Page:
When my sister and I were little, my mom taught us a Hebrew song that you sing while holding hands and dancing in a circle, and I never really knew what the words were but I sang along anyway, “ee-nay-mah-tow.” I still love it though, and sing it to the boys sometimes, with my own made up word-sounds in place of the real Hebrew. So, earlier this month, I was digging through the music books piled in our piano bench because one of the kids I sponsored for Christmas listed piano books on his wishlist and we had several that had never been used. Among all those books, I found one that I think Helen got for me years ago called A Harvest of Jewish Song, which I had never really looked through before. I found a bookmark in it and opened it up to the song Hine Ma Tov! It has the real lyrics and the real melody and I’ve spent the past few weeks learning how to play it! I can only play the top part so far though, and I really wanted to play it for Helen on the last night of Hanukkah, so Andy learned the bottom part for me and we can now play it (slowly) as a duet! To steal a phrase from Pop Culture Happy Hour, it is one of the things making me happy this month. Also in that category: watching The Great British Baking Show for the first time (Andy and I just started season 3), reading (I just got my hands on a copy of The Son and before that Molly loaned me and I devoured Little Fires Everywhere), going to the movies after the kids go to bed (Molly and I saw Three Billboards Outside of Ebbing, Missouri, which the more I thought about, the more I did not like, and Lady Bird, which has my whole heart and brought me back to what it felt like to be a teenager more than anything I have ever experienced. The main character, like myself, was a theatre nerd who graduated in 2002. We also had very similar, painfully similar, first crushes. Anyway, it’s great!), and basking in the warm glow of my new nephew, Ollie, who is almost three months now and just the best little sack of warm pudding! Oh and also, I finished the very last of my Christmas shopping today!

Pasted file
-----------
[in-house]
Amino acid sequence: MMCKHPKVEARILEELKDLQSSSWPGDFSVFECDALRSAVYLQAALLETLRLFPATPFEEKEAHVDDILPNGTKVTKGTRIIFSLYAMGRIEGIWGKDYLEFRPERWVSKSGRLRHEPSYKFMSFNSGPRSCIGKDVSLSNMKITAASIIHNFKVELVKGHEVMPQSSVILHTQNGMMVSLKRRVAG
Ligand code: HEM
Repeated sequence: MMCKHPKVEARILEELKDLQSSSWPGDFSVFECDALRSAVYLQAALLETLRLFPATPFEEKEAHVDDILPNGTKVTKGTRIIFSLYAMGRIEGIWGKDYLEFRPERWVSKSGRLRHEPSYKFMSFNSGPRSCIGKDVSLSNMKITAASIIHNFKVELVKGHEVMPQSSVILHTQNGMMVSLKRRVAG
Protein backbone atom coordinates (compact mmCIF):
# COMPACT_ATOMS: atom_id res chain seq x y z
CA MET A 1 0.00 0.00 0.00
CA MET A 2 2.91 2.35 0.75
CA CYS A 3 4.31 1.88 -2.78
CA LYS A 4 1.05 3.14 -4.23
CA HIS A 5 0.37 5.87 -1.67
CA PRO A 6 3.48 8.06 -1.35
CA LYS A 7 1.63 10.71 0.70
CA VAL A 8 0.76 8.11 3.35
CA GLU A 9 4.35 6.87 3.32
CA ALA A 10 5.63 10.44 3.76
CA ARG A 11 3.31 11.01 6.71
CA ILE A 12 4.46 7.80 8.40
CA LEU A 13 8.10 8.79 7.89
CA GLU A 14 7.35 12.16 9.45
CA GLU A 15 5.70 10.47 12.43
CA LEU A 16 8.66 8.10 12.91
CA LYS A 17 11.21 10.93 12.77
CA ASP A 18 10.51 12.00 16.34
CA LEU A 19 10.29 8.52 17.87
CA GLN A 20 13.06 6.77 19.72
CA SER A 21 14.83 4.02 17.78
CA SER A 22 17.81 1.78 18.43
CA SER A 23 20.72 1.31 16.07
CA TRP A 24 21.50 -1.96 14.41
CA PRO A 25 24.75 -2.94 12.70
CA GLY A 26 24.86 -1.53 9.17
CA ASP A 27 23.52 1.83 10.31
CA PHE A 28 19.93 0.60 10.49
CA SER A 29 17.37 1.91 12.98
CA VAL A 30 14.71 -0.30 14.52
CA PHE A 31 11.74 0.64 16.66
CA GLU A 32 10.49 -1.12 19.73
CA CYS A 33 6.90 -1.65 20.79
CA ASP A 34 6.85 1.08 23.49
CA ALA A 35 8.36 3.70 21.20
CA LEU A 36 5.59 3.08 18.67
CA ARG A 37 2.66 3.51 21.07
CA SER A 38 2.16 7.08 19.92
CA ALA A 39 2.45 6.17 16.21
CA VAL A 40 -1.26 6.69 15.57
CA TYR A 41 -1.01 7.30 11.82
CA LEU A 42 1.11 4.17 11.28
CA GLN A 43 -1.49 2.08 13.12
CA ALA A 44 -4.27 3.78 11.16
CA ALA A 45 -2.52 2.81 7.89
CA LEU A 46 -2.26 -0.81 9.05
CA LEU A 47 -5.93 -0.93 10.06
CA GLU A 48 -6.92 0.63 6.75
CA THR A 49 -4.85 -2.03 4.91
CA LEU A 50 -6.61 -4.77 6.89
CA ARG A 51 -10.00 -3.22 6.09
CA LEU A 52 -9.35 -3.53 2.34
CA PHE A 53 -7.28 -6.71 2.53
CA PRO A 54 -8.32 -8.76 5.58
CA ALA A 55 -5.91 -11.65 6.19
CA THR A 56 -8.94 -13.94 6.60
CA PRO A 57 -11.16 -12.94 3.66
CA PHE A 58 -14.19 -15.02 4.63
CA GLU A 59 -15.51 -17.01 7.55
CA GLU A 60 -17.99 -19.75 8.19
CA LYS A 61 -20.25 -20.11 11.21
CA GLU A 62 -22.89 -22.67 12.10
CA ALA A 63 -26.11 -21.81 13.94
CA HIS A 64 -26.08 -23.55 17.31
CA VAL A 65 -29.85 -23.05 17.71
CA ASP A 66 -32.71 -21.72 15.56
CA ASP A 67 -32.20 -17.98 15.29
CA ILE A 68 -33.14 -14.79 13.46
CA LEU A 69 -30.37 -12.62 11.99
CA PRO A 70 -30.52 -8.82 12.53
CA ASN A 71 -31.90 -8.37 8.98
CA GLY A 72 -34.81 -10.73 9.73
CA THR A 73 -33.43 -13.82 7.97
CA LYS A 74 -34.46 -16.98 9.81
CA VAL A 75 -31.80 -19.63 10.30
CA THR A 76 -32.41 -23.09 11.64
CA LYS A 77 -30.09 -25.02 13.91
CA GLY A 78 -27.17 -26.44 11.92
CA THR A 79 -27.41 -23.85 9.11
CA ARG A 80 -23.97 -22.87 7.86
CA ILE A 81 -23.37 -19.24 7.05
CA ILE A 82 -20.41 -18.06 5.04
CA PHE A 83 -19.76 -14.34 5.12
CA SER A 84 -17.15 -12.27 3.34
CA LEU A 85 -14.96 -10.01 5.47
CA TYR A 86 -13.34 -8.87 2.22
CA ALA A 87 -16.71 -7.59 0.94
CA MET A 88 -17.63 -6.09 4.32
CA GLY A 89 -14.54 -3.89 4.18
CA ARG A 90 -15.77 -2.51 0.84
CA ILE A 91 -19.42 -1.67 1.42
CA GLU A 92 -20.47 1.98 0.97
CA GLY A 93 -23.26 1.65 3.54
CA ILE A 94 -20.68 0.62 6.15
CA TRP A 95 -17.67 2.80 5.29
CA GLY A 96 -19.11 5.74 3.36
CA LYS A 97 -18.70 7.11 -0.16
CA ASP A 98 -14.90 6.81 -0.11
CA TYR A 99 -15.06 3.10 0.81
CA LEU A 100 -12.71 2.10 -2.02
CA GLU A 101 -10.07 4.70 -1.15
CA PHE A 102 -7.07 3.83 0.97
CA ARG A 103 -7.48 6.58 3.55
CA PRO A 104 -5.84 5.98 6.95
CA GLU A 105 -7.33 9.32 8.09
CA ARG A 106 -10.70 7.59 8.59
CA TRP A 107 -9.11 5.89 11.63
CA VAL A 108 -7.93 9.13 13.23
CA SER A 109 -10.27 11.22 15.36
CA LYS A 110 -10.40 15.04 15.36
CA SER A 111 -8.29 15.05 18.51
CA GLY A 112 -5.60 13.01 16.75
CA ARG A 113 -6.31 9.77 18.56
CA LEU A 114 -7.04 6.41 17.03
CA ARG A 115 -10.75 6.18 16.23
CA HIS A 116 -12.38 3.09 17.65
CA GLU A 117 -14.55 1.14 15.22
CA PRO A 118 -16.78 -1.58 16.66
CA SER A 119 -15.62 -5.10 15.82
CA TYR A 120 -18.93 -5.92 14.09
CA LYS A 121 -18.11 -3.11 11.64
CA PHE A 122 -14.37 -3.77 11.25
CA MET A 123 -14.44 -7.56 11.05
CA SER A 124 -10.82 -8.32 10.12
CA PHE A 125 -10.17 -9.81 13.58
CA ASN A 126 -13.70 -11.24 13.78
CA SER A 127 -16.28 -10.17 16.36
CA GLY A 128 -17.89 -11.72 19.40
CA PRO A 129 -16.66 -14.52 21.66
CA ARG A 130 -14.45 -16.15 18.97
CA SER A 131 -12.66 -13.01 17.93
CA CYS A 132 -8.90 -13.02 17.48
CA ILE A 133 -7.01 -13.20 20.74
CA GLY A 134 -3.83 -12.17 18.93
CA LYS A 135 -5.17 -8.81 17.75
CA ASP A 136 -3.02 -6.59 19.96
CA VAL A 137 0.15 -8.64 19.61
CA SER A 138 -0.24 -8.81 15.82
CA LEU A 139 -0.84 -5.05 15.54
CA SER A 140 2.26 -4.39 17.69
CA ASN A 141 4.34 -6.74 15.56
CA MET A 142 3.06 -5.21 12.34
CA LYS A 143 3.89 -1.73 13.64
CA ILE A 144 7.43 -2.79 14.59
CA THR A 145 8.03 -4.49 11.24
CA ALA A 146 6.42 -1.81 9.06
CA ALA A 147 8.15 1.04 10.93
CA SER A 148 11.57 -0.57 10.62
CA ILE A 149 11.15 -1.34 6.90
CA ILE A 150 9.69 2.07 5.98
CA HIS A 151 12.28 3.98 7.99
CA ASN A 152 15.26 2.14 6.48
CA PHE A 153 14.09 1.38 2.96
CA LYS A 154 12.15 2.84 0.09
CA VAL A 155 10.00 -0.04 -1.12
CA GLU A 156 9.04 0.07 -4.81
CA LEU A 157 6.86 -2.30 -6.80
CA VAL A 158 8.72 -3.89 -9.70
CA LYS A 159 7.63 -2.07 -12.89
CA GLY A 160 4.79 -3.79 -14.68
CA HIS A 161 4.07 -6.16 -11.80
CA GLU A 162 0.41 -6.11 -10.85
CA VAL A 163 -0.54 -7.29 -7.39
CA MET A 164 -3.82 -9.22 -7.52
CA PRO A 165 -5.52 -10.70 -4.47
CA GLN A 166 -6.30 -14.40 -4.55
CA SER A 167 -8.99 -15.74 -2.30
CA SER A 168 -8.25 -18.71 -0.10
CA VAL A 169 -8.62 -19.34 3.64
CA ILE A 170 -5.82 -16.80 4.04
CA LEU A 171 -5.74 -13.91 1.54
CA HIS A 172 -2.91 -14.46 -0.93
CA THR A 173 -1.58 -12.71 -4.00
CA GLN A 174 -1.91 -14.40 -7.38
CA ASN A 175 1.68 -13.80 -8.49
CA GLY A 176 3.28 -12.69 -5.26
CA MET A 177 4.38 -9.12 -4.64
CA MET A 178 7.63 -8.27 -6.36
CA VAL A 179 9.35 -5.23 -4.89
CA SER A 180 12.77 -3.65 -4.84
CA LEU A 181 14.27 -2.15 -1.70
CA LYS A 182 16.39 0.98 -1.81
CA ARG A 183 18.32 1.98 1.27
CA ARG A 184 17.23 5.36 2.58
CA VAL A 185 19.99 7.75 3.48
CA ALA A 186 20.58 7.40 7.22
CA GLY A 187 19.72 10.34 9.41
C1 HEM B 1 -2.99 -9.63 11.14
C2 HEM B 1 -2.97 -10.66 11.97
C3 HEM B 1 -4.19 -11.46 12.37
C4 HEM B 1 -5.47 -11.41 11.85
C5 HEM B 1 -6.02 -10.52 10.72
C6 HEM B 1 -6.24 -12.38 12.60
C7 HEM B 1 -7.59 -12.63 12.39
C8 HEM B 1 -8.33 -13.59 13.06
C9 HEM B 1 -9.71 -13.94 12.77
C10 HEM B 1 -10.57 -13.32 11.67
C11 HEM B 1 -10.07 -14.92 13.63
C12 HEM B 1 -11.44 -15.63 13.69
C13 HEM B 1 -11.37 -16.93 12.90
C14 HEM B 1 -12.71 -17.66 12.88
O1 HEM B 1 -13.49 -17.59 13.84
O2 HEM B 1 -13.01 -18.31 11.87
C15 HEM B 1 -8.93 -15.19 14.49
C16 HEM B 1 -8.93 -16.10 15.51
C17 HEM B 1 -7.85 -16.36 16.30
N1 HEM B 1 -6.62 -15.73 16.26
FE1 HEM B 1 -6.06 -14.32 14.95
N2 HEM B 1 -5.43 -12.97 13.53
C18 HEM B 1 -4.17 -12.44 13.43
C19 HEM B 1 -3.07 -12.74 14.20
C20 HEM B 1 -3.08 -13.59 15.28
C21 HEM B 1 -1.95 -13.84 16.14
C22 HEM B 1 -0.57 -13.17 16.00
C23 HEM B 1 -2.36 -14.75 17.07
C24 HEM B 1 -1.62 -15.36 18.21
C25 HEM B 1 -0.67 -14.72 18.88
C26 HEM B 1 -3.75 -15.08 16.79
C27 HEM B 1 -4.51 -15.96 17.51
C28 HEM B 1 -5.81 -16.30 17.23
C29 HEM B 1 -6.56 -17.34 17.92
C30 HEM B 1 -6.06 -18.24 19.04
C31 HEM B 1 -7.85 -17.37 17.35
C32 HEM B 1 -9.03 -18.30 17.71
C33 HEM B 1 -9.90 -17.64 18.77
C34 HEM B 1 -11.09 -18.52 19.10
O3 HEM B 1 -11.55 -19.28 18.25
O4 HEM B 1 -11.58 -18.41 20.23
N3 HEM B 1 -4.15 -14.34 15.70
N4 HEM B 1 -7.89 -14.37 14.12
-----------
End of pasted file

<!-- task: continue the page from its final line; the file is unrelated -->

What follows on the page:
Those are the happy things! There is also a list of things that are stressing me the fuck out. Not writing a blog post is on that list. So is not writing a presentation about writing blog posts, which I am supposed to present to a group of 150 retired professionals at UT in February. Gonna really have to step up my blogging game before that to not feel like a total fraud. I have also been neglecting my correspondence with some dear friends and procrastinating on several important projects for Yawp and not eating enough fruits and vegetables. There’s not enough hours in the day for all these things (except for the fruits and vegetables thing, I could probably squeeze that in), after Henry and George (who I love very much!) have gorged themselves on 14 of my 17 waking hours and right now I’m prioritizing the Great British Baking Show and learning how to play the right-hand part of an old Jewish circle song.
Here’s what we did this month!
My kids are weird and I feel that I can best convey that weirdness to you by way of this photograph.
Hungarian Goulash. You don’t stir large globs of sour cream into this stew at the end and somehow it still manages to be exactly what you want from a goulash- tender meat, perfect potatoes, and a silky, paprika-y broth. It’s that Lopez-Alt magic!
Rose and Grace Mini Farm. Here’s some big news for you from the past month. There is a little farm in Austin where you and your children can dress up bunnies. You can brush their fur in their own little apartments, adorn them with bows and costumes, and push them in strollers or wear them in bunny backpacks. The rest of the farm is just as enchanting. There’s a petting zoo and a beautiful playground and a menagerie and a birthday party room and a dance party room. Let’s just all agree to have all future birthday parties at this place, okay?